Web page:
Miami Theater Center opened its original adaptation of Ibsen’s Hedda Gabler on October 23, 2014.
Passion. Deception. Betrayal. Experience one of the most captivating and tortured heroines in history. Don't miss this new adaptation of the world-famous drama about a reluctant housewife rebelling against the prison of stability.
An adaption of Henrik Ibsen’s classic play by Stephanie Ansin and Fernando Calzadilla.
MTC Artistic Director Stephanie Ansin directed a cast that included Jessica Farr, Paul Tei, Gregg Weiner, John Denison, Diana Garle, Kate Young and Kitt Marsh.
Bill Hirschman reviewed for Florida Theater On Stage:
…MTC’s engrossing undertaking features compelling performances, fine-grained direction and the impressive visual theatricality that MTC became famous for when it was known as The PlayGround Theatre mounting plays for student audiences.
Ansin’s script is awash in modern vernacular because she felt the dialogue in every translation felt baroque. That’s distracting because Ibsen likely never wrote anything directly translatable to Ansin’s “Whatever” or “So you want to be the alpha dog?” On the other hand, the actors say the lines so smoothly (which was Ansin’s goal) that they sound natural.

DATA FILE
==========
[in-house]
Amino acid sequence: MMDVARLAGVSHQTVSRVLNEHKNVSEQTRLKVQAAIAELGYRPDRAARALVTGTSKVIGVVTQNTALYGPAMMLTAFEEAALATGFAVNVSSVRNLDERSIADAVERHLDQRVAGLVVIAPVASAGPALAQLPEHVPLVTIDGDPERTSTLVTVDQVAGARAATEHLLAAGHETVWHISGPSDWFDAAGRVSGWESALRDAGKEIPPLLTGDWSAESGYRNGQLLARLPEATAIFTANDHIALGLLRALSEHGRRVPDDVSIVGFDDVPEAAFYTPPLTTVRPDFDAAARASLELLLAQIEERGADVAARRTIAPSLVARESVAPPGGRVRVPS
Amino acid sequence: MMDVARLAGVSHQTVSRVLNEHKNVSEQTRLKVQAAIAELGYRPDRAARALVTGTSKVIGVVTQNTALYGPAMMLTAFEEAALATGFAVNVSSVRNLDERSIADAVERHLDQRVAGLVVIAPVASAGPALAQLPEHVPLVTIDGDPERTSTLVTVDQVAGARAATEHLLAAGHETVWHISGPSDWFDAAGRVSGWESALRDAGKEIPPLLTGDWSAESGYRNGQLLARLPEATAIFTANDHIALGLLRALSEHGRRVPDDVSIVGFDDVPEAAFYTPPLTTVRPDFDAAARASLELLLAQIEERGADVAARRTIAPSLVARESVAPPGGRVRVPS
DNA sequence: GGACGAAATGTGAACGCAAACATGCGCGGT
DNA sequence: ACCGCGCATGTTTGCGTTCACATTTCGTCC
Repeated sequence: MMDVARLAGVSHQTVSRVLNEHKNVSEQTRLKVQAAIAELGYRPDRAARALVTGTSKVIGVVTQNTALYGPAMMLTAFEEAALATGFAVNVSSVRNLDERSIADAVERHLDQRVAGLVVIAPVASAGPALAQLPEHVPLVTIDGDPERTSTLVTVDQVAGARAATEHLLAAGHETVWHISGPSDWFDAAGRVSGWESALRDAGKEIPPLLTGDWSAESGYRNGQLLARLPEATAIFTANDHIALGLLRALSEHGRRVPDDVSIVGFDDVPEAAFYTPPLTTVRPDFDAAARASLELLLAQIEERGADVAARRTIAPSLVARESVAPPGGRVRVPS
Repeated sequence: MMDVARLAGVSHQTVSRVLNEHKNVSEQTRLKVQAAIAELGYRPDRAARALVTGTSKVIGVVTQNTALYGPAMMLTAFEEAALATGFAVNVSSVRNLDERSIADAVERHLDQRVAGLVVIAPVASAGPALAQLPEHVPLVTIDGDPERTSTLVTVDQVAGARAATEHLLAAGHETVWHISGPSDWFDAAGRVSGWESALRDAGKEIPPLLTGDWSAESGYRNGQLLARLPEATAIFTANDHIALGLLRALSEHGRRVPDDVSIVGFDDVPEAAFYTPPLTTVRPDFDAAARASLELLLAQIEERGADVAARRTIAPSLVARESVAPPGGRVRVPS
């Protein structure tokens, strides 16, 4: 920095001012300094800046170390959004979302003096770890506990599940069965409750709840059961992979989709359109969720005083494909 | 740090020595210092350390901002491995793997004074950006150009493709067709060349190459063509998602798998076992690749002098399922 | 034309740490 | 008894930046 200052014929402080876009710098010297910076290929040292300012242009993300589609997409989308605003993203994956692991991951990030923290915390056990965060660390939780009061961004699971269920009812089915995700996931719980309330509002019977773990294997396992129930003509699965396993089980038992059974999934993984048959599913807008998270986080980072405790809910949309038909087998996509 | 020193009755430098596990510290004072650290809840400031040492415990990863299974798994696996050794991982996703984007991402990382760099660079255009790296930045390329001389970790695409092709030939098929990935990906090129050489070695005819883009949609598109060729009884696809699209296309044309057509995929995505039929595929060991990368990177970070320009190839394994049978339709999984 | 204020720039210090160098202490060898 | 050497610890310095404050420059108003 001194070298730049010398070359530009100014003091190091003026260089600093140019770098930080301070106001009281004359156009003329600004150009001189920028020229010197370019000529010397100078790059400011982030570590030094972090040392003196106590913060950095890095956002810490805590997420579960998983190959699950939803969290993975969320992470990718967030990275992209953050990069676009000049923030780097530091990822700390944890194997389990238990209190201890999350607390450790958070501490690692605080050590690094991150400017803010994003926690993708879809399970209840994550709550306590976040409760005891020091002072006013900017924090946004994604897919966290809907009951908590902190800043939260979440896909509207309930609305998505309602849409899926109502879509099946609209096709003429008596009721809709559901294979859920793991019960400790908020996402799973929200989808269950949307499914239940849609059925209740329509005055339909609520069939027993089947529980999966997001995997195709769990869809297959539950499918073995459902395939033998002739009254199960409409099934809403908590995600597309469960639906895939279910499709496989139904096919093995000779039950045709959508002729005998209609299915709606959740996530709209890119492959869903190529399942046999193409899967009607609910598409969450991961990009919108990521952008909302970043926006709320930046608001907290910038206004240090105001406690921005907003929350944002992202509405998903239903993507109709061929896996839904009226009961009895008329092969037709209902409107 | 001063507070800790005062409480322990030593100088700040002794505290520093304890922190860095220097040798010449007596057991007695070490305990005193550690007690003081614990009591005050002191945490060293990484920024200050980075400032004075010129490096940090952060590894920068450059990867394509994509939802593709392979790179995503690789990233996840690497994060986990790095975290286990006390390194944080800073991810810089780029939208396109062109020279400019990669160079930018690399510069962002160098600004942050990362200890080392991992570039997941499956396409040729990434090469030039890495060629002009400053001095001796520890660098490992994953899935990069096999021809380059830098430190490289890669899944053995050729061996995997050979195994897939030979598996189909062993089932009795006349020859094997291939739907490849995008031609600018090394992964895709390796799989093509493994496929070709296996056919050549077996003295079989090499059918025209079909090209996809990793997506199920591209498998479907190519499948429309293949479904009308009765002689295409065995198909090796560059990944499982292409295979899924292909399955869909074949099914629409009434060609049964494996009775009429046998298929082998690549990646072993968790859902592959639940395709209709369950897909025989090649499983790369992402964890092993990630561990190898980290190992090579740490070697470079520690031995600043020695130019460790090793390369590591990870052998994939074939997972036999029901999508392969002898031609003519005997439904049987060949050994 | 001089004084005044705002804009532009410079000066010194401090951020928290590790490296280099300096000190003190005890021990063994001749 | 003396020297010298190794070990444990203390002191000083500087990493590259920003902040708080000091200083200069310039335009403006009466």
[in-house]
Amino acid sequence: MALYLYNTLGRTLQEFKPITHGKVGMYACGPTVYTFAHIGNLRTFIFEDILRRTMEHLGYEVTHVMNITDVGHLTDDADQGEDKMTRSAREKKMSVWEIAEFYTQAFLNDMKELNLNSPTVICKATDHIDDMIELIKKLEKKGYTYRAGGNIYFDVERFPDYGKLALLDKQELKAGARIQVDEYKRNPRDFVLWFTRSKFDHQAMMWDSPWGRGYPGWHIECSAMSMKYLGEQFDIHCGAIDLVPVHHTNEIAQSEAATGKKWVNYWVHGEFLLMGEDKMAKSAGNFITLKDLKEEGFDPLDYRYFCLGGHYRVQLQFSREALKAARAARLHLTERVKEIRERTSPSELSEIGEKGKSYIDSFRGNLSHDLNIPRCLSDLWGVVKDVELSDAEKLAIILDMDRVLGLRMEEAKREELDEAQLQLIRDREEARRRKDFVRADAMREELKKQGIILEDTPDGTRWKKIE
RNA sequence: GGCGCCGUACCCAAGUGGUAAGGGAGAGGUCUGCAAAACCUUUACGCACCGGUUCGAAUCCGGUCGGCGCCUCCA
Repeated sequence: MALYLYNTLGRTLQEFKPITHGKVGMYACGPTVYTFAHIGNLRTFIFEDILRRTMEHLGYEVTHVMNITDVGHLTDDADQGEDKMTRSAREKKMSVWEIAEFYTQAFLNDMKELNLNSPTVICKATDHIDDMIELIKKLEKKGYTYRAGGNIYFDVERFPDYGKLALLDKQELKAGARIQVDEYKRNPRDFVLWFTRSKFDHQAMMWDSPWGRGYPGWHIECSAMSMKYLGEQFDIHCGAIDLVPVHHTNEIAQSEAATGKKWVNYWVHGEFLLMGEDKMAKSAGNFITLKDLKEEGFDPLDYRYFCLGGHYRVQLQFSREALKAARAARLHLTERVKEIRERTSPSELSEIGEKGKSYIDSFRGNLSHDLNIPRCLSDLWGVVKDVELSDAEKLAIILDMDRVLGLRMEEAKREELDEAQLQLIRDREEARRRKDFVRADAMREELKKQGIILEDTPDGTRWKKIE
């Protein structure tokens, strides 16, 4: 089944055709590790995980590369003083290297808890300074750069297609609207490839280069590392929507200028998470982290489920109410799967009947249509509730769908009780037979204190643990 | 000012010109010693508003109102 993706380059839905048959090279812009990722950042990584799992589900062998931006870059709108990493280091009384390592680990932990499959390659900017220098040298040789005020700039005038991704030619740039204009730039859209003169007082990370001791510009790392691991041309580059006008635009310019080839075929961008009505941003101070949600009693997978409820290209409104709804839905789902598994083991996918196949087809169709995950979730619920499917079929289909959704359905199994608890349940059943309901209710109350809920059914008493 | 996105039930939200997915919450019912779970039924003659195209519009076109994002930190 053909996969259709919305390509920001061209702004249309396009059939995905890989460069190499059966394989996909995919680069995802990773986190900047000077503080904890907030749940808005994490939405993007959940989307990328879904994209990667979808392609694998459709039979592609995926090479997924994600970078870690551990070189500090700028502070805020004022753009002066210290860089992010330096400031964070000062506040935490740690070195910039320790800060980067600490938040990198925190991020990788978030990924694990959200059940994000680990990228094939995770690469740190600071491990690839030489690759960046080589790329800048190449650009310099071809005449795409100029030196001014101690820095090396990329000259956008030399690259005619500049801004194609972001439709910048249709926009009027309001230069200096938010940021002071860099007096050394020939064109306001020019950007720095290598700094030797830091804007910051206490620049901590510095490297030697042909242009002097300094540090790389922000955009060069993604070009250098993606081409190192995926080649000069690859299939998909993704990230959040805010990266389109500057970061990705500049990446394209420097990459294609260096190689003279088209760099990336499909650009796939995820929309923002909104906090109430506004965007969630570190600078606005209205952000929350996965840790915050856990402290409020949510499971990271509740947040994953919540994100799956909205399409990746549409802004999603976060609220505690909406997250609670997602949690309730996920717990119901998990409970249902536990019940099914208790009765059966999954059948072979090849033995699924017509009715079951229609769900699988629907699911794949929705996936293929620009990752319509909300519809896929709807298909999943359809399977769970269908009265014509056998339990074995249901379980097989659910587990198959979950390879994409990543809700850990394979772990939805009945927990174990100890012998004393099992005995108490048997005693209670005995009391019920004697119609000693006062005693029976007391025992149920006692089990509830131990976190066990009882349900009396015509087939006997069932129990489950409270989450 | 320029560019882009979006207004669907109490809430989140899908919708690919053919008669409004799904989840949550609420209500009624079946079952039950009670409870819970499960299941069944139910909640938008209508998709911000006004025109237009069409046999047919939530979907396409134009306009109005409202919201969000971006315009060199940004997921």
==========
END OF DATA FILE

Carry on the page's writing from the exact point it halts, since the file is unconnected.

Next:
She and Calzadilla use heightened theatricality even in this somewhat naturalistic play… But they take stylistic techniques one step too far with Luciano Stazzone’s techno score. Stazzone has been an integral collaborator in PlayGround’s previous sensory-stimulating productions. But here, the music undercuts taking the events seriously.
But Ansin’s physical staging is textbook perfect. The way she places her characters on the set and moves them about are silent but clear indications of roiling relationships. Without drawing attention to it, her characters idly swing from stairway supports or sprawl on steps. Even where people sit on a sofa – hemming each other in or keeping their distance – is an intentional choice. Nothing is accidental, but nothing feels artificially forced.
Some of the actors outshine their previous work seen here. Jessica Farr, a playwright as well as an actress for Mad Cat Theatre Company, has never been better locally than in this courageous creation of an unlikable Hedda. Her Hedda is a caged panther prowling for meat, striking not so much out of malice as from the almost physiological need to dispel boredom.
Tei has focused so much of his time as artistic director of Mad Cat that it’s easy to forget what vital, vibrant actor he is. His Eilert Lovborg is at first a former hedonist proudly clinging to his reformation and then an unhinged soul staring at an oblivion of his own making.
The discovery of the show is John Dennison who seems to have spent much of his career in community and small regional theaters. But his urbane, lupine and quite likely bisexual Judge Brack is a tuxedo-smooth voraciously carnal carnivore.
Local stalwart Gregg Weiner has the thankless role of Tesman... Weiner makes a perfectly convincing fella next door who loves his glamorous and demanding wife.